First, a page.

UN, Foreign Governments Offer Post-Hurricane Help
NEW YORK, New York, September 2, 2005 (ENS) - The top United Nations emergency relief official has offered the United States the world body’s help in “any way possible” following the loss of life and destruction wrought by Hurricane Katrina along the Gulf Coast.
The offer was made in a letter Wednesday to U.S. Ambassador John Bolton from UN Emergency Relief Coordinator Jan Egeland, who led the global aid effort after the Indian Ocean tsunami last December.
It is usually the United States that provides disaster relief to other nations in their time of need. Now it is the United States that is in need, and the offers of assistance are flowing in.
The magnitude of the hurricane's impact is only now beginning to emerge, with a disaster zone of 56,000 square miles declared and a mounting death toll that could reach into the thousands.
At first, U.S. officials, while thanking the United Nations for its offer, did not request any assistance.
But Thursday, U.S. officials indicated they are open to all offers as dozens of foreign governments lined up to pledge assistance.
Secretary Condoleeza Rice, after consulting with the White House, "has made it clear that we will accept all offers of foreign assistance," State Department spokesman Sean McCormack said in Washington.
"Anything that can be of help to alleviate the difficult situation, the tragic situation, of the people of the area affected by Hurricane Katrina will be accepted," McCormack said.
"America should be heartened by the fact that the world is reaching out to America at a time of need."
As of Thursday the countries and international organizations willing to help include - Russia, Japan, Canada, France, Honduras, Germany, Venezuela, the Organization of American States, Jamaica, NATO, Australia, the United Kingdom, Netherlands, Switzerland, Greece, Hungary, Colombia, the Dominican Republic, El Salvador, Mexico, China, South Korea, Israel and the United Arab Emirates."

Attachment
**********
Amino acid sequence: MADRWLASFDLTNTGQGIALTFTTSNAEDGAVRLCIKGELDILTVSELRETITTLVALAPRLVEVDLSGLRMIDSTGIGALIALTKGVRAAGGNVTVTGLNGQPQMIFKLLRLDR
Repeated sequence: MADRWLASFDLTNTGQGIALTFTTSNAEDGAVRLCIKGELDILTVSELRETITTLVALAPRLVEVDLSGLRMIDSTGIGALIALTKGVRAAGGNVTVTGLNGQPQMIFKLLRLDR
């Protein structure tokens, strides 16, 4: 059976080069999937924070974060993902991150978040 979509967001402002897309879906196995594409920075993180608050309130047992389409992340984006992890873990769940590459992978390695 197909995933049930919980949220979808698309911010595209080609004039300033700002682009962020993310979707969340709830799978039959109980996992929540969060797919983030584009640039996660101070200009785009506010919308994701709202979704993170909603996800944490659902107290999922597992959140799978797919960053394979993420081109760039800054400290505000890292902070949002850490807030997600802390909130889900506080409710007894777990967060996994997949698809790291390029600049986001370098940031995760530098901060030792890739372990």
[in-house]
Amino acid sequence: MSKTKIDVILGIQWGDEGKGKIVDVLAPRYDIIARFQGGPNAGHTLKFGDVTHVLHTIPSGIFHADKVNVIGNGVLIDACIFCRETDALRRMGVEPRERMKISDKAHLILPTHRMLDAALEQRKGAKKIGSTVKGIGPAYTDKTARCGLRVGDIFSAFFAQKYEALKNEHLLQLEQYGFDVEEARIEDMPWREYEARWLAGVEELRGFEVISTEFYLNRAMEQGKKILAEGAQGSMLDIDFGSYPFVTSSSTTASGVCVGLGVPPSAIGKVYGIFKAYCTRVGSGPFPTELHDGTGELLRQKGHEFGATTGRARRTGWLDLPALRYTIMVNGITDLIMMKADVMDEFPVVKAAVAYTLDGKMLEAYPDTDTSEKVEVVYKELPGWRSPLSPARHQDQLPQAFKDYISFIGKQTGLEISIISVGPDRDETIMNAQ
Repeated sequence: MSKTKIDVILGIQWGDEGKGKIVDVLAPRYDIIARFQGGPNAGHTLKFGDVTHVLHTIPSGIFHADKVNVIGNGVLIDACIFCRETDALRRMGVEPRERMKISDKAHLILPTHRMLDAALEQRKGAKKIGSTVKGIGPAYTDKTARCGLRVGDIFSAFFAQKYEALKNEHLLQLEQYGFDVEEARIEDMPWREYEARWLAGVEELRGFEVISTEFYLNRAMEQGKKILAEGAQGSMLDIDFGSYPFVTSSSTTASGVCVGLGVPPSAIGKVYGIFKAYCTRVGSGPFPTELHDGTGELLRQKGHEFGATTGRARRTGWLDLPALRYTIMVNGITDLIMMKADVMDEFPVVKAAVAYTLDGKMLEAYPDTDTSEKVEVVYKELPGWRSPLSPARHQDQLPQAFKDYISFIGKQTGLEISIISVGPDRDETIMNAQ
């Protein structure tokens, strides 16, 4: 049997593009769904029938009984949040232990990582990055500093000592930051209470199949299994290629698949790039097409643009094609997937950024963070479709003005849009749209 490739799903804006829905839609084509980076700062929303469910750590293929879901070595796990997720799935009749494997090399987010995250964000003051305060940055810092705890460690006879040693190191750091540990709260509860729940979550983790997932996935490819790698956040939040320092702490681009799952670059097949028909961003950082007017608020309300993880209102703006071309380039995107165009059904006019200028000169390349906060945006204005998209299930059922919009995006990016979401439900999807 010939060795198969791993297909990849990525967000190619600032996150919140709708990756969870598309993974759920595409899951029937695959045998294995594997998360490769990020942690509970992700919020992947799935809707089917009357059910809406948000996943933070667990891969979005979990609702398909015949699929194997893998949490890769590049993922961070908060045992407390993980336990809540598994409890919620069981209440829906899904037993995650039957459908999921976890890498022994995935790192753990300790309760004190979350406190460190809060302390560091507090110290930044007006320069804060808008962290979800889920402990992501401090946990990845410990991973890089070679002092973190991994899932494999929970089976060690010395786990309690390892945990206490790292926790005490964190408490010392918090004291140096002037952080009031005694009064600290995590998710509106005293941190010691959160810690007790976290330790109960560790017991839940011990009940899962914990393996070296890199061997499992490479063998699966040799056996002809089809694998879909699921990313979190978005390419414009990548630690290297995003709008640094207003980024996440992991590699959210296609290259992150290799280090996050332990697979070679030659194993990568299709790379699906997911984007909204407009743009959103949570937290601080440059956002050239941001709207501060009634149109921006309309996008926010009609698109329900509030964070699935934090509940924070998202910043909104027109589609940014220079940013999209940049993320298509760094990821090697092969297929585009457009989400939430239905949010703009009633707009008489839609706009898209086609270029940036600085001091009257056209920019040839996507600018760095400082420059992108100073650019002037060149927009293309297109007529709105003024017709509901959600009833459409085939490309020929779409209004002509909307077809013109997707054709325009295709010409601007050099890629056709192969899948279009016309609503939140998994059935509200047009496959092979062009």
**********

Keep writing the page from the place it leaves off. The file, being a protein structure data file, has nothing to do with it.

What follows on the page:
The list of countries offering assistance is "growing literally by the hour," McCormack said.
The Australian government today announced a donation of A$10 million to assist the victims of Hurricane Katrina. The funds will go to the American Red Cross which is at the forefront of assisting those displaced and left homeless by the tragedy.
Australian Foreign Minister Alexander Downer said, "The United States is so often at the forefront of international aid efforts to help less fortunate nations. So it is only fitting that Australia should contribute to the daunting task of helping the thousands of American citizens whose lives have been thrown into turmoil by this unprecedented disaster."
Offers of assistance made by foreign governments are sent by the State Department to the Federal Emergency Management Agency (FEMA) and the Department of Homeland Security. Theses agencies look at what the offers are, what the capabilities of those foreign countries are and match them up against needs, McCormack explained.
Singapore has sent three Republic of Singapore Air Force (RSAF) CH-47 Chinook helicopters from its Peace Prairie detachment in Grand Prairie, Texas, to assist in relief operations. The helicopters arrived Thursday afternoon at Fort Polk, Louisiana, where they will work with the Texas Army National Guard.
On Wednesday, Secretary-General Kofi Annan expressed his sympathy for Katrina’s victims. "I hope, in the coming weeks, all will be done to provide support for those who need it,” he said.
“There has to be effective coordination in these efforts," Annan said. "And I think efforts are being made to ensure that assets are in place and effective coordination is organized because without that, it is going to be very, very difficult to get urgent help to all those who need it, and to help them rebuild."
Hurricane Katrina first made landfall on August 25, bringing heavy winds and torrential rain to South Florida. Katrina strengthened to a Category 4 hurricane before striking the Gulf Coast of Louisiana and sweeping through Alabama and Mississippi on Monday.
Earlier this week, Sálvano Briceño, director of the Secretariat of the International Strategy for Disaster Reduction, called for more systematic prevention and mitigation measures worldwide, observing that the devastation wrought by Hurricane Katrina and recent deadly floods in Central Europe and Switzerland prove that anyone can be affected, any day, anywhere by natural disaster.